Minneapolis service workers are in the midst of an organizing wave. Tattersall Distilling, Spyhouse Coffee Roasters, Surly Brewing Company, Lawless Distilling Co., and Stilheart Distillery & Cocktail Lounge have all gone union this summer, affiliating with United Here! Local 17, a Twin Cities hospitality union with around six thousand members.
While each shop is in varying stages of achieving union recognition, Surly’s workers are in the tightest spot.
Last Monday, Surly workers informed management of their intent to unionize, citing safety concerns related to the pandemic, as well as recent wage and benefit losses, as reasons that led front-of-the-house and back-of-the-house workers to organize together. Two days later, Surly publicly announced it will be indefinitely closing its beer hall beginning November 2.
“Ownership is going to do what they’re going to do, I just ask them to think about all of the lives that they’re affecting in this process,” says Jacob Ruff, a Surly worker, of the company’s response to unionization. He says when workers gathered at the beer hall last Monday to inform management of their intent to unionize, their bosses not only declined to grant the union voluntary recognition, but turned their backs on them and their Unite Here! union representative.
“When our rep tried giving them a card with workers’ rights on it, they just flat out refused to take it. Then they turned their back and walked away,” says Ruff.
As for the announced shutdown two days later, workers say they were given no notice before it went public.
“I checked my email [on Wednesday morning] and had gotten the same email as everybody else,” says Ruff, referring to a notice the company sent out to all of the beer hall’s kitchen and hospitality staff to comply with Minnesota’s Worker’s Adjustment and Retraining Notification (WARN) Act, which requires plants to give workers sixty-days’ notice before layoffs — over one hundred people will lose their jobs when Surly shuts down. Twenty minutes later, says Ruff, Surly publicly announced that they are closing the beer hall.
In a statement announcing the closure, Surly says the timing of the “gut-wrenching decision” was “not ideal,” but was “put in place weeks ago.” The company cites economic pressures, writing that “Since the start of the pandemic, Beer Hall revenues are down 82% compared with the same period last year. If the Beer Hall remained open, Surly would lose at least another three quarters of a million dollars this winter.”
Surly’s workers see it differently, suspecting last-minute union-busting. Asked whether they believe the shutdown was retaliation for their organizing, they say: definitely.
“There have been people that just started a week or so ago and never was it mentioned to them that there could be an imminent shutdown. There were hiring for a management position as recently as the last week of August,” says Justin Warner, a Surly worker. He notes that management even interviewed a potential hire later on the day unionization was announced, suggesting that if closure was in the works, at least some members of management had not been informed.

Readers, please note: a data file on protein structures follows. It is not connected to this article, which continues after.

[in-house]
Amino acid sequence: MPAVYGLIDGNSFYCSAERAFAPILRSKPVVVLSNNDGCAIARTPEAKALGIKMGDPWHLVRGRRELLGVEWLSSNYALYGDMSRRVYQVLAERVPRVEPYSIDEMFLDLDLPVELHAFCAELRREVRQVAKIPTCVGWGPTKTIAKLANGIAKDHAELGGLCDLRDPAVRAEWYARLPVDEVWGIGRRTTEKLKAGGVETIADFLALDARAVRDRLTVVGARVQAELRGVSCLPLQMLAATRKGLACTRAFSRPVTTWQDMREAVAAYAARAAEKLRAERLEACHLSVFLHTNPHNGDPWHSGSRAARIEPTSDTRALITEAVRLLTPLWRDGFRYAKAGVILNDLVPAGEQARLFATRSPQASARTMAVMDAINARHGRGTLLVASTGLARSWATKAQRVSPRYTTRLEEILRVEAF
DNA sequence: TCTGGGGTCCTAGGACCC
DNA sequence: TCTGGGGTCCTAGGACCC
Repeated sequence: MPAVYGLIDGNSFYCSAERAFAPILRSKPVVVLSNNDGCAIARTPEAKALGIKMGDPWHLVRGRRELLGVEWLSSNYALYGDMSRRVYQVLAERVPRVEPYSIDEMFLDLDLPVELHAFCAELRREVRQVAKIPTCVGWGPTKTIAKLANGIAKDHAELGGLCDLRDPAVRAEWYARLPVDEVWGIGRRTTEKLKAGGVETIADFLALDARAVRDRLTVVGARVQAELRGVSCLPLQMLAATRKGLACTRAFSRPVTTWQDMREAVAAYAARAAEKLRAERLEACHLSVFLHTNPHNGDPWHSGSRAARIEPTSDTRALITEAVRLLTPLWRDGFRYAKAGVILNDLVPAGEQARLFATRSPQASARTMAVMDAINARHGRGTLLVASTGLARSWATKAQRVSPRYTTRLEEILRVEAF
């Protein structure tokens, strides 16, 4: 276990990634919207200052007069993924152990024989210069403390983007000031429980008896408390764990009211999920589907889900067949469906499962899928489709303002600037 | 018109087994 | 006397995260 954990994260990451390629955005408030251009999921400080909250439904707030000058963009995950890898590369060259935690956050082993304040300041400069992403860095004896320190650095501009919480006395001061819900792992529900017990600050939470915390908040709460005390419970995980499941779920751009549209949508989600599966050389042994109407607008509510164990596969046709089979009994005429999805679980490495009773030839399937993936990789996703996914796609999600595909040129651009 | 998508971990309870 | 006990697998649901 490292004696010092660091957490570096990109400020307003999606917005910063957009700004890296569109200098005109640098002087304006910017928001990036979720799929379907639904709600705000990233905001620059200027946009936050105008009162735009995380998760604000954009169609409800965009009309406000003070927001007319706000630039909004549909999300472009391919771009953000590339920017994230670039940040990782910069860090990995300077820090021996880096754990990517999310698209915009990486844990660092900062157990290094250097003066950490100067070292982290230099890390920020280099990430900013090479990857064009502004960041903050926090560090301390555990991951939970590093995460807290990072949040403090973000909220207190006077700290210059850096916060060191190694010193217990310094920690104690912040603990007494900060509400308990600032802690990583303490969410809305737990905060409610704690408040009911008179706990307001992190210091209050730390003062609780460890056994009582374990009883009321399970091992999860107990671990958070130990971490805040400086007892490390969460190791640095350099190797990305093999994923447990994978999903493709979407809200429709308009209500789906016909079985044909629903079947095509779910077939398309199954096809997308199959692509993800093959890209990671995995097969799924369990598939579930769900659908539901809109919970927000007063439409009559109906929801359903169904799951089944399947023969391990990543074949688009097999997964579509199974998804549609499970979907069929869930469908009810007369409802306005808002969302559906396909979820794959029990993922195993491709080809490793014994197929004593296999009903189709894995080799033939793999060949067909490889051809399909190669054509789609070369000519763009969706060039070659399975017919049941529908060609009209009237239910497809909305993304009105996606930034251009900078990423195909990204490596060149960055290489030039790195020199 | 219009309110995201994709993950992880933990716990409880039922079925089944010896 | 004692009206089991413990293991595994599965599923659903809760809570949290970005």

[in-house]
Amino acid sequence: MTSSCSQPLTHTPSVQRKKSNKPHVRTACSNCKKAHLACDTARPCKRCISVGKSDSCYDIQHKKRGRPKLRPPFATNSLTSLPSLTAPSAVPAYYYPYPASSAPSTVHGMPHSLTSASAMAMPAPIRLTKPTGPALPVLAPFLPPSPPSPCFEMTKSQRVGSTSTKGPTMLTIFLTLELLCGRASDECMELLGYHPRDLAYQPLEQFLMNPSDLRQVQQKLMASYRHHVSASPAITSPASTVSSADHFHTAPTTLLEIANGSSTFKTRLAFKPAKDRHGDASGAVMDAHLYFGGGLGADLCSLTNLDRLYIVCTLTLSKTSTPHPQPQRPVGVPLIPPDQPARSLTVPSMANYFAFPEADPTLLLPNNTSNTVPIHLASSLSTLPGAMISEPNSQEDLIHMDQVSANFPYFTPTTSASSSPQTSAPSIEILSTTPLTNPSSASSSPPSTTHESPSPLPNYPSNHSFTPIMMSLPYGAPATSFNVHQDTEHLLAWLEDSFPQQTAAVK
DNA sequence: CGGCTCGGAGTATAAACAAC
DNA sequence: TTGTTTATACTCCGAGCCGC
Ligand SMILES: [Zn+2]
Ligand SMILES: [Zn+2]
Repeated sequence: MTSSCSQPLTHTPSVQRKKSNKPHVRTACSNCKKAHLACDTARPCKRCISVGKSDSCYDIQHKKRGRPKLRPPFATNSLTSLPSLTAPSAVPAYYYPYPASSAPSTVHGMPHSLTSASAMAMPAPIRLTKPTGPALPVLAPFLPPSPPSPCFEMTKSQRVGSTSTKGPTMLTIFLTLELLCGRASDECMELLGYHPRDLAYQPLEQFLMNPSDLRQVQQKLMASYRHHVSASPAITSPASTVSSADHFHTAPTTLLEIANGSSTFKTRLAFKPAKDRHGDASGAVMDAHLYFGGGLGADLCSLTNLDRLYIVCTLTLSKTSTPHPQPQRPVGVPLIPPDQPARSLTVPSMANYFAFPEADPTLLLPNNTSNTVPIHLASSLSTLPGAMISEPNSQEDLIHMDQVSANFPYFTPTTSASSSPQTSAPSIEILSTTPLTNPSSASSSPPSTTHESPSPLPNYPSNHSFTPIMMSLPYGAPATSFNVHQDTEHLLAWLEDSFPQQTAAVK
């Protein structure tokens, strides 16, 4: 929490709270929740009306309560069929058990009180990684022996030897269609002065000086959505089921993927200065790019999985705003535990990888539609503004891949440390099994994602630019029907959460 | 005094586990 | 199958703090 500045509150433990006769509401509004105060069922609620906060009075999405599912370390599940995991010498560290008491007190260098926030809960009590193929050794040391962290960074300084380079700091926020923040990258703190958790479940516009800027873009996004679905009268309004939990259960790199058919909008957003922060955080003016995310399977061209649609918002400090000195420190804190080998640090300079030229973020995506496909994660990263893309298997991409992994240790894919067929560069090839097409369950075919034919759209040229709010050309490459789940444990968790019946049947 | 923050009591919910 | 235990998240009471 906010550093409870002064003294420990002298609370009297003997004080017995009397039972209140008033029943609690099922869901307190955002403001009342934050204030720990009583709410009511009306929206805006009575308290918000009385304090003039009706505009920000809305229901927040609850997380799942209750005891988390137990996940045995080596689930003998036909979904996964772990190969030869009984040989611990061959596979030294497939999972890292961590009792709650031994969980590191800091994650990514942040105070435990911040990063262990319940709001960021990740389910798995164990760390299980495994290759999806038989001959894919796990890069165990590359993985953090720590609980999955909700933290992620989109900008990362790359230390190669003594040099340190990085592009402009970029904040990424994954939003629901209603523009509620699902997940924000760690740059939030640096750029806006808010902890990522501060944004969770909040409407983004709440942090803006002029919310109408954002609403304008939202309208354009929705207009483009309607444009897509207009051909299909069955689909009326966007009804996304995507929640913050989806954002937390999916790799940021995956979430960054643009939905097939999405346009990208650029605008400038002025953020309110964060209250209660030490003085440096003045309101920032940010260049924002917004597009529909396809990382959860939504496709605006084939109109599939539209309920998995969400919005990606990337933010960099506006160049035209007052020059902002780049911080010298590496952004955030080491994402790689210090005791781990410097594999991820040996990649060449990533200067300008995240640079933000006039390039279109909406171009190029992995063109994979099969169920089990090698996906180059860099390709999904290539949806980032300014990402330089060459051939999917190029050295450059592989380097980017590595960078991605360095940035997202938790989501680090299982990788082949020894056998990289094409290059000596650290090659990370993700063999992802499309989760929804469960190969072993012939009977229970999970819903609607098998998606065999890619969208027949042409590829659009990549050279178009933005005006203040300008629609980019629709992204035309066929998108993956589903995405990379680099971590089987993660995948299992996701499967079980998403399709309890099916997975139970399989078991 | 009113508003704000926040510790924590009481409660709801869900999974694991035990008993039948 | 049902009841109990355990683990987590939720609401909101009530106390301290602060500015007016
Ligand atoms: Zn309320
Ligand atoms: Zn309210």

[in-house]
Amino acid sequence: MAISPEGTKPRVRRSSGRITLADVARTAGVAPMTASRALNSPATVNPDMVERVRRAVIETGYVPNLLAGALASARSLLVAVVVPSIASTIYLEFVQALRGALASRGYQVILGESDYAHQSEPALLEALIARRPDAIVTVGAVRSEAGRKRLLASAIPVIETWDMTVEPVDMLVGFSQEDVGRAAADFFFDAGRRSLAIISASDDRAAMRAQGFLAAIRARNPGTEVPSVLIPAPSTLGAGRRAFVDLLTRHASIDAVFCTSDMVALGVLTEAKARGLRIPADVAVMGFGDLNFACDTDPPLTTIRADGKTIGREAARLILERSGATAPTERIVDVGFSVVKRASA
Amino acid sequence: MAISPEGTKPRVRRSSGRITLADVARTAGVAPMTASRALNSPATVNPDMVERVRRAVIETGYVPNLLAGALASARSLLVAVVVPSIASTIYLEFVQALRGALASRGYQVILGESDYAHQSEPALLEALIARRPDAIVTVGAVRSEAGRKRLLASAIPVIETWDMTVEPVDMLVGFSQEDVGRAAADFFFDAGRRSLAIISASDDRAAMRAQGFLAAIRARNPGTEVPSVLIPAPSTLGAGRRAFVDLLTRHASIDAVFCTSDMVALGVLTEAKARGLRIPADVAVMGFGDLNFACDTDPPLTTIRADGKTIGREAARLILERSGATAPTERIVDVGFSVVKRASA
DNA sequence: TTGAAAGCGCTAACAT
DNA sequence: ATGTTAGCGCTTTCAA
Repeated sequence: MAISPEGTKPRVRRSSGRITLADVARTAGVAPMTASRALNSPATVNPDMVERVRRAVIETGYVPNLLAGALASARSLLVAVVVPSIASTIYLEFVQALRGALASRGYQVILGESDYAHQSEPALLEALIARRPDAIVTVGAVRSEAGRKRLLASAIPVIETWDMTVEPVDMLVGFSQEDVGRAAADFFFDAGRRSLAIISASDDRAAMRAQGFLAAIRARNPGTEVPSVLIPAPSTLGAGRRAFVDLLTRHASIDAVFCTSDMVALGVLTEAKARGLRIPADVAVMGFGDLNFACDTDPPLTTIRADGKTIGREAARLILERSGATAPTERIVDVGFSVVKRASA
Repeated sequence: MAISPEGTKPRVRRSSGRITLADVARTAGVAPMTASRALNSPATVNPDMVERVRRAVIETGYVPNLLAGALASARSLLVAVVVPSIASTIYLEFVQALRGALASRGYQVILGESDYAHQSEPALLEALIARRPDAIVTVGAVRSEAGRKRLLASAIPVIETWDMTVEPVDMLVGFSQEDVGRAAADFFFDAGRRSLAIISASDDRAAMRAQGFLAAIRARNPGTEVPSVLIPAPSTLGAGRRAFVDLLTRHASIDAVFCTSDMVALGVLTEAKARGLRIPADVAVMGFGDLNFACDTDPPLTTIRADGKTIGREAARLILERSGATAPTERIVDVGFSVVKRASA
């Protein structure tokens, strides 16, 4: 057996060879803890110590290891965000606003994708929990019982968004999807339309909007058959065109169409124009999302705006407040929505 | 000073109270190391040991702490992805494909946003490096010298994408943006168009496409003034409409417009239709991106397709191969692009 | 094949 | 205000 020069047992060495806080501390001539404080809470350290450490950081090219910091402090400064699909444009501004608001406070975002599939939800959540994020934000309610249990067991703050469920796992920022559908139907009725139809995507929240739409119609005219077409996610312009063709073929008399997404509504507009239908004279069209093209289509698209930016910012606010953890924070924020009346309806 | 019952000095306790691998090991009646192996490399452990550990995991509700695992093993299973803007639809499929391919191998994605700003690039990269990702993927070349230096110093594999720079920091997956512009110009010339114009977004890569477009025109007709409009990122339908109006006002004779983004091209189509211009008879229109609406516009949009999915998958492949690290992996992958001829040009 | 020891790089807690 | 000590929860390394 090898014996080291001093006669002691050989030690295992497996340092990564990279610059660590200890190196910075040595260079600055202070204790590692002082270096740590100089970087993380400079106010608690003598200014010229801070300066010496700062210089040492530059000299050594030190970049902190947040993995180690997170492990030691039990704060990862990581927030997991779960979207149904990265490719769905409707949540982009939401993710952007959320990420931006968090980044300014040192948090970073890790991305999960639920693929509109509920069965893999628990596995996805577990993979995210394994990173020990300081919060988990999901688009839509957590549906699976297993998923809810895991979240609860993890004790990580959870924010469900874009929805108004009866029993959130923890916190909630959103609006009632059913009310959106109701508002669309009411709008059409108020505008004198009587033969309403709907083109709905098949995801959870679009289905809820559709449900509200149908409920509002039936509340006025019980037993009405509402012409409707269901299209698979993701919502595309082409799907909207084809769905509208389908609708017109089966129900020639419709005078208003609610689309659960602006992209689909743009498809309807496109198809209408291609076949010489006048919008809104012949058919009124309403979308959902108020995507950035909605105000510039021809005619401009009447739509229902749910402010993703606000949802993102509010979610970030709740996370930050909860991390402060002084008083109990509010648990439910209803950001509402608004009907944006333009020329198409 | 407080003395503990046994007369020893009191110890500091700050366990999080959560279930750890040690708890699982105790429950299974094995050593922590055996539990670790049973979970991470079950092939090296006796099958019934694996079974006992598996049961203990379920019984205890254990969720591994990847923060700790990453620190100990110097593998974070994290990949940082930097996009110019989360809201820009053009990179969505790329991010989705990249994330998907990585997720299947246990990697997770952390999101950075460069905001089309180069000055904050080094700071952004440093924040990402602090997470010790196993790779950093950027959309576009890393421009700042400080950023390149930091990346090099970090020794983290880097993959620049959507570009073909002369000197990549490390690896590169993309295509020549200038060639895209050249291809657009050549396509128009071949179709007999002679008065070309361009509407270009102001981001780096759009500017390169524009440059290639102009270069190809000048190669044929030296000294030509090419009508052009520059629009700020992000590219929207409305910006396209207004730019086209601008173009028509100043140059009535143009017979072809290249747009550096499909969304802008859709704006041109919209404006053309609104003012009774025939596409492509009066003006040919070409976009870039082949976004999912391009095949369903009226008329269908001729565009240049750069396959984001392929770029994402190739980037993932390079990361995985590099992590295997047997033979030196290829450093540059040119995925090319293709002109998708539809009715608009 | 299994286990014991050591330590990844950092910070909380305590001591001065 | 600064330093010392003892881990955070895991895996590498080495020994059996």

“Today Surly Brewing Company took disgusting and illegal actions to permanently lay-off its entire hospitality staff starting Nov. 2nd. This is CLEAR retaliation for them forming a Union,” said Unite Here! Local 17 in a tweet last Wednesday.
“Why isn’t Surly advocating for us? Why are they throwing half their staff out of work after taking a PPP [Paycheck Protection Program] loan? Why now, after they got millions of dollars?” asks Ruff, referencing the company’s recent receipt of government funds intended to aid businesses in keeping workers on payroll during the coronavirus pandemic.
“People are very angry. It’s really disappointing. We work so hard there, and it’s really devastating that they would do this,” says Megan Caswell, a Surly worker.
Following news of Surly’s imminent closure, workers held a rally on Sunday. Caswell estimates 300–400 people joined them in picketing the beer hall.
“The public really showed up to support us. It made me feel hope, a lot of hope,” she says.
They’re planning more public events, says Warner, who adds that “we are considering any and all actions to put pressure on Surly” to recognize the union. “Nothing is off the table.”
“That term ‘family’ is thrown around a lot in restaurants, often by management and in a rather abusive way, but we mean it,” says Ruff, reflecting on how unionizing has affected his coworkers. “We are Surly, that’s what we’re realizing. We’re coming into our own: we, not the owners, are Surly.”